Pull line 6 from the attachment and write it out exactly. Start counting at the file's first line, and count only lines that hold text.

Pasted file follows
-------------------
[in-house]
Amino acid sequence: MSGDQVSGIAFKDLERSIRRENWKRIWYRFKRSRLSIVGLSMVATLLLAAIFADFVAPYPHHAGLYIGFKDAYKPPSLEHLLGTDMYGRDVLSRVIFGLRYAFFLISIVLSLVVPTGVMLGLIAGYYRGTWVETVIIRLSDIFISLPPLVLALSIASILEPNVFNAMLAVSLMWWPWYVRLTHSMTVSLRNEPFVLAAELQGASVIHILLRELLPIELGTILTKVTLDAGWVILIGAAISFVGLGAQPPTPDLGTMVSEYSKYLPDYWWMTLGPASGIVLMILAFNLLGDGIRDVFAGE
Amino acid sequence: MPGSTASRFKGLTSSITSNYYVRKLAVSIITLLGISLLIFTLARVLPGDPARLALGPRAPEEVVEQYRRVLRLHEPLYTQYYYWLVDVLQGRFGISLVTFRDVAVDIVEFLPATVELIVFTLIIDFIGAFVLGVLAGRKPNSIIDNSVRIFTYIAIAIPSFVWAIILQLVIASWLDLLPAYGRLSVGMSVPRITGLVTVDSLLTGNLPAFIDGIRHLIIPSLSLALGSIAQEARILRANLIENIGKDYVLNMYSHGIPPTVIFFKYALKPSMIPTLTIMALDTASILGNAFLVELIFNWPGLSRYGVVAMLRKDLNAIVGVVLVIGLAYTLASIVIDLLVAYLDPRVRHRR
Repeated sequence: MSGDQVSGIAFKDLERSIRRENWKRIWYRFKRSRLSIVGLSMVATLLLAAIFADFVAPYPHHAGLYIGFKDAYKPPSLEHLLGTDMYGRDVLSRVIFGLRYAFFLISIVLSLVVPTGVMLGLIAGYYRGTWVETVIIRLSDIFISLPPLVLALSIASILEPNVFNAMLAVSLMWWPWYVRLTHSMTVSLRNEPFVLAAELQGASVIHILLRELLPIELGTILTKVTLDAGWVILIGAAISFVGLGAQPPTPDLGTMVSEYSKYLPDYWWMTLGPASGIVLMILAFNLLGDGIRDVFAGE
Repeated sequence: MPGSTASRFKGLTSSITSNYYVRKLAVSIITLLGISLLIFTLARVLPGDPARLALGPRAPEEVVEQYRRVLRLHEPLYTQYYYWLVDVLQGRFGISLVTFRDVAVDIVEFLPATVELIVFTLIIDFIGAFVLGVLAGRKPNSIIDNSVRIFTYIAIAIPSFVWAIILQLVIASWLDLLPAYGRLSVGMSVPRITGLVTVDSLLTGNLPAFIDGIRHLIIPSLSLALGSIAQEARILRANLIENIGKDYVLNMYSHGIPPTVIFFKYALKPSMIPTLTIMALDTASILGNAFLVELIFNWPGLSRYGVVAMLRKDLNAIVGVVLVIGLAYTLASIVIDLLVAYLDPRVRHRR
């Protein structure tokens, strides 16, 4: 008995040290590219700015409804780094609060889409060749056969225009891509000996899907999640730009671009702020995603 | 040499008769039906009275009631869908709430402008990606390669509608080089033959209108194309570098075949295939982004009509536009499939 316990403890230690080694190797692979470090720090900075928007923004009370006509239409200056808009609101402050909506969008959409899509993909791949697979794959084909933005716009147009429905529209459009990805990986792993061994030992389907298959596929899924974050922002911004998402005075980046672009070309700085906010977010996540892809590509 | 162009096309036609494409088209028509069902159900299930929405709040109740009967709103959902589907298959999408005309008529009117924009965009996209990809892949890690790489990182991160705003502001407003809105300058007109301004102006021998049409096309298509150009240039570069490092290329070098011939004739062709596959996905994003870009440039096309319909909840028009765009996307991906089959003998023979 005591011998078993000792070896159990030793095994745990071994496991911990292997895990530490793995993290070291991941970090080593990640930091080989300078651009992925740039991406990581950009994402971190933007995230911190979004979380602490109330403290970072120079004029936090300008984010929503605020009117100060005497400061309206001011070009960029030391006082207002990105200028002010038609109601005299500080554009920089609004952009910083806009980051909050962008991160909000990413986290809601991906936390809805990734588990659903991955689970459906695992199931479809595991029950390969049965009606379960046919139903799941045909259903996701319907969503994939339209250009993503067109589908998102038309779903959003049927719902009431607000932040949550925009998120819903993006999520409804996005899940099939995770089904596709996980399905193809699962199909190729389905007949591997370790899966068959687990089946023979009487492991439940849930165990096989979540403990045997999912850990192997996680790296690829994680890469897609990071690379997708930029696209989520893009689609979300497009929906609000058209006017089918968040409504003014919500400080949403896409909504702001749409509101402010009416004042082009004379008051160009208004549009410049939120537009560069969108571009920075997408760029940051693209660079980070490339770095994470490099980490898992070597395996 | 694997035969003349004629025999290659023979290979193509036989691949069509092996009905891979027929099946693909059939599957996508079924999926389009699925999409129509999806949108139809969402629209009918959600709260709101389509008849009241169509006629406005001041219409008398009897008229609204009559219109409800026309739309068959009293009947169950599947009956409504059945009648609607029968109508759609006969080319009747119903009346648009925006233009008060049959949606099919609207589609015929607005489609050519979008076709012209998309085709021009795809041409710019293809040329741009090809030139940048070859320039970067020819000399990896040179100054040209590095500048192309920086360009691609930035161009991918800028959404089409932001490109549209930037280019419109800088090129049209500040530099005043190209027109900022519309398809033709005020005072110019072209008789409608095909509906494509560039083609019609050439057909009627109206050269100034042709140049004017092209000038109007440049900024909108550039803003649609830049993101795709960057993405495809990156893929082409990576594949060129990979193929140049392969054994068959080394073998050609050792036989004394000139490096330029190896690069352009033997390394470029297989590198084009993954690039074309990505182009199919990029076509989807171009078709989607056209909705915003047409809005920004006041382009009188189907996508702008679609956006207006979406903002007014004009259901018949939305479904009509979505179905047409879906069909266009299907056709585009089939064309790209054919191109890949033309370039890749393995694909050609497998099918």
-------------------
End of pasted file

């Protein structure tokens, strides 16, 4: 008995040290590219700015409804780094609060889409060749056969225009891509000996899907999640730009671009702020995603 | 040499008769039906009275009631869908709430402008990606390669509608080089033959209108194309570098075949295939982004009509536009499939 316990403890230690080694190797692979470090720090900075928007923004009370006509239409200056808009609101402050909506969008959409899509993909791949697979794959084909933005716009147009429905529209459009990805990986792993061994030992389907298959596929899924974050922002911004998402005075980046672009070309700085906010977010996540892809590509 | 162009096309036609494409088209028509069902159900299930929405709040109740009967709103959902589907298959999408005309008529009117924009965009996209990809892949890690790489990182991160705003502001407003809105300058007109301004102006021998049409096309298509150009240039570069490092290329070098011939004739062709596959996905994003870009440039096309319909909840028009765009996307991906089959003998023979 005591011998078993000792070896159990030793095994745990071994496991911990292997895990530490793995993290070291991941970090080593990640930091080989300078651009992925740039991406990581950009994402971190933007995230911190979004979380602490109330403290970072120079004029936090300008984010929503605020009117100060005497400061309206001011070009960029030391006082207002990105200028002010038609109601005299500080554009920089609004952009910083806009980051909050962008991160909000990413986290809601991906936390809805990734588990659903991955689970459906695992199931479809595991029950390969049965009606379960046919139903799941045909259903996701319907969503994939339209250009993503067109589908998102038309779903959003049927719902009431607000932040949550925009998120819903993006999520409804996005899940099939995770089904596709996980399905193809699962199909190729389905007949591997370790899966068959687990089946023979009487492991439940849930165990096989979540403990045997999912850990192997996680790296690829994680890469897609990071690379997708930029696209989520893009689609979300497009929906609000058209006017089918968040409504003014919500400080949403896409909504702001749409509101402010009416004042082009004379008051160009208004549009410049939120537009560069969108571009920075997408760029940051693209660079980070490339770095994470490099980490898992070597395996 | 694997035969003349004629025999290659023979290979193509036989691949069509092996009905891979027929099946693909059939599957996508079924999926389009699925999409129509999806949108139809969402629209009918959600709260709101389509008849009241169509006629406005001041219409008398009897008229609204009559219109409800026309739309068959009293009947169950599947009956409504059945009648609607029968109508759609006969080319009747119903009346648009925006233009008060049959949606099919609207589609015929607005489609050519979008076709012209998309085709021009795809041409710019293809040329741009090809030139940048070859320039970067020819000399990896040179100054040209590095500048192309920086360009691609930035161009991918800028959404089409932001490109549209930037280019419109800088090129049209500040530099005043190209027109900022519309398809033709005020005072110019072209008789409608095909509906494509560039083609019609050439057909009627109206050269100034042709140049004017092209000038109007440049900024909108550039803003649609830049993101795709960057993405495809990156893929082409990576594949060129990979193929140049392969054994068959080394073998050609050792036989004394000139490096330029190896690069352009033997390394470029297989590198084009993954690039074309990505182009199919990029076509989807171009078709989607056209909705915003047409809005920004006041382009009188189907996508702008679609956006207006979406903002007014004009259901018949939305479904009509979505179905047409879906069909266009299907056709585009089939064309790209054919191109890949033309370039890749393995694909050609497998099918």